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The General Agreement on Trade and Tariffs

World Trade

The WTO's predecessor, the GATT, was established on a provisional basis after the Second World War in the wake of other new multilateral institutions dedicated to international economic cooperation - notably the "Bretton Woods" institutions now known as the World Bank and the International Monetary Fund.

Three Basic Principles

Once a tariff concession is agreed to, it cannot be raised MFN, any advantage given to one country must be given to all Imported goods treated the same as domestic goods in terms of regulation and taxes

General Agreement on Tariffs and Trade (GATT) Established in 1947 as a forum to reduce trade barriers

WTO replaced GATT in 1995 as legal and institutional foundation of multilateral trade relations Designed to strengthen the trade rules by providing a stronger set of institutions for resolving disputes and enforcing agreements
Negotiations take place in rounds There have been 9 to date Begins with an agreement among members on agenda Most recent completed round was Uruguay Round Currently on Doha Round

Comparison of Trade Governance Models

Agreement Decision-making bodies New Rules Outlook: Sustainable?


Ministerial Conference General Council and subsidiary bodies (e.g., Dispute Settlement Body) Key Member groupings

Yes, Doha Round should establish new disciplines on subsidies, trade remedies, facilitation, services, RTAs, etc. But, difficult to include new rules on investment, competition, other issues No, except for rules of origin and a few limited areas

Yes, but decisionmaking difficult due to consensus approach Susceptible to being undermined by Doha Round collapse or other problems Perhaps, but limited prospect for deeper reform of rules or the institution Yes, given wide coverage, though limited plans to deepen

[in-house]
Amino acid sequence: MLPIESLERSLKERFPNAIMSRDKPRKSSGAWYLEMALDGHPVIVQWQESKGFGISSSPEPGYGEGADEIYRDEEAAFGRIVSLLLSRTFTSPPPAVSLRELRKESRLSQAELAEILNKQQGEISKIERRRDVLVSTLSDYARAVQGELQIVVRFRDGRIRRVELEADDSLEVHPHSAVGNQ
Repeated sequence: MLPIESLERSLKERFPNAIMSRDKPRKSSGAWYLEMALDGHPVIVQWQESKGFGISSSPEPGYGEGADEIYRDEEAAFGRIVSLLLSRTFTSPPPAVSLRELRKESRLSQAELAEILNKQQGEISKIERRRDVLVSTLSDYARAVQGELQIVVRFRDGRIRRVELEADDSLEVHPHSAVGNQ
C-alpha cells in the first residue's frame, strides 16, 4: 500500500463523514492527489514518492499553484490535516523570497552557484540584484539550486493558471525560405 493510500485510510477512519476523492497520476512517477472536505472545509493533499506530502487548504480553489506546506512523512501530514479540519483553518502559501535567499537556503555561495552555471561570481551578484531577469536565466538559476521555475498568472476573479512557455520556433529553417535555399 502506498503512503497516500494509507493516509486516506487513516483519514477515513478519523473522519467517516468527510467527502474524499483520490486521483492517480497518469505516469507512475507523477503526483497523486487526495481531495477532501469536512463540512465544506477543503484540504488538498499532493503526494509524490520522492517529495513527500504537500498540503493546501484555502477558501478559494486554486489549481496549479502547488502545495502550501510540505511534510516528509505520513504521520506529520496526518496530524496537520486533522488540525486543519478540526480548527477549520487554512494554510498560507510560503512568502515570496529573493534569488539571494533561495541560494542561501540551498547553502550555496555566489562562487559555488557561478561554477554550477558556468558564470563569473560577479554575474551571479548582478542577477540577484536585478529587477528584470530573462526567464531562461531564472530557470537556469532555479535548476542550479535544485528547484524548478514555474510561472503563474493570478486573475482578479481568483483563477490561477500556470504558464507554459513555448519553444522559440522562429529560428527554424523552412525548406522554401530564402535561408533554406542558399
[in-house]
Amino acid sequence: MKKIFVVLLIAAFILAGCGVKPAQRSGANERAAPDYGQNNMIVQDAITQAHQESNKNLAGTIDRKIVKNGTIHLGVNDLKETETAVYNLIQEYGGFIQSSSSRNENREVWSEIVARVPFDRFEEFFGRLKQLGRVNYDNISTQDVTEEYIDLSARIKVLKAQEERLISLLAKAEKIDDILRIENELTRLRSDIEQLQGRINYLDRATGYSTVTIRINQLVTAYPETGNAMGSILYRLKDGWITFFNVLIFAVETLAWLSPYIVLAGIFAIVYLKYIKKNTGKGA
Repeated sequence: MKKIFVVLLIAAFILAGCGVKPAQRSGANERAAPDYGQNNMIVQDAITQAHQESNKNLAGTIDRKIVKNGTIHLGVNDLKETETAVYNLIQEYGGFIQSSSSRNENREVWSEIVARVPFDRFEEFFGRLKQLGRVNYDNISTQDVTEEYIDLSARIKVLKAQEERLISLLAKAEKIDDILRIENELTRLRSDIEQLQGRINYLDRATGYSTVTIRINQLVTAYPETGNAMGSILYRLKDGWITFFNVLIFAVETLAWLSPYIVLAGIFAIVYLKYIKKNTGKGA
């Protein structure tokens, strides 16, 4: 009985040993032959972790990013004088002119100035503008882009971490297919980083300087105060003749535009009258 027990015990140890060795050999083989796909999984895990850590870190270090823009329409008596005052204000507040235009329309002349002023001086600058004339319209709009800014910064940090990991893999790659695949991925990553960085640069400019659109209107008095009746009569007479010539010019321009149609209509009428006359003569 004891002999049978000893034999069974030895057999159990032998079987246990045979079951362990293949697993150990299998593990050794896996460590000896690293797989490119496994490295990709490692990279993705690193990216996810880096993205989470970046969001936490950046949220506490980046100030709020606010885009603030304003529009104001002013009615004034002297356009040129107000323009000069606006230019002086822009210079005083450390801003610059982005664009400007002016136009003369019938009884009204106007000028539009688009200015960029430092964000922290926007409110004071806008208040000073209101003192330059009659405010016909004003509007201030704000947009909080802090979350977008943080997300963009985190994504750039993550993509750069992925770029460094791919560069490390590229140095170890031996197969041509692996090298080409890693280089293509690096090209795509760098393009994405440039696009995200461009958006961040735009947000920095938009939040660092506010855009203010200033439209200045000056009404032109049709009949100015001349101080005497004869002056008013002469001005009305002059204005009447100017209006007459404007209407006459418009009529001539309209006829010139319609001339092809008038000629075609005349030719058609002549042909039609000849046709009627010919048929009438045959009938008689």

Periodic meetings of leaders and ministers Self-implementing, with ad-hoc dispute panels Annual and sectoral review commissions Issue-specific bodies and arbitral/dispute panels


Current rules are very comprehensive (WTO/NAFTA+) and go farther on investment, competition, IPR, etc.

They include the following agreements: Subsidies and countervailing measures - interpreting Articles VI, XVI and XXIII of the General Agreement -Technical barriers to trade - sometimes called the Standards Code -Import licensing procedures -Government procurement -Customs valuation - interpreting Article VII -Anti-dumping- interpreting Article VI and replacing the Kennedy Round Anti-Dumping Code -Bovine Meat Arrangement -International Dairy Arrangement -Trade in Civil Aircraft

GATT has enjoyed a membership of over 100 countries and generated about 85-90% of world trade. (i) trade liberalization in industrial products (Kennedy Round) (ii) Adopted codes on NTBs (Tokyo Round) (iii) No world wars since 1948 (Choi: Increased trade promotes world peace) (iv) replaced by WTO on January 1, 1995.

GATT failed to liberalize trade in agricultural products to any significant degree. This was one of the major goals of the Uruguay Round.

(ii) has experienced partial success in regulating trade practices adopted by member countries in response to BP difficulties. For example, in 1971 the US imposed a 10% surcharge on its imports, thereby doubling its average duties. (iii) steady erosion of MFN principle by the EU, and to a less extent by the NAFTA.

Article XXIV permits member countries to form a CU or FTA. The EU adopted VILs to keep out agricultural products, lowered duties to many African and Mediterranean countries, which are not extended to other GATT contracting parties. (iv) has condoned managed trade for textiles, largely because of pressure from the US, and automobiles (VERs)

GATT was an executive agreement under the Protocol of Provisional Application. It was only a gentlemen's agreement with no teeth, no enforcement power to discipline parties that violate the rules. Moreover, contracting parties are not obligated to observe rules that are inconsistent with their domestic laws at the time of entry into GATT. Many countries sidestep or bypass the rules by narrowly defining commodities for tariff purposes.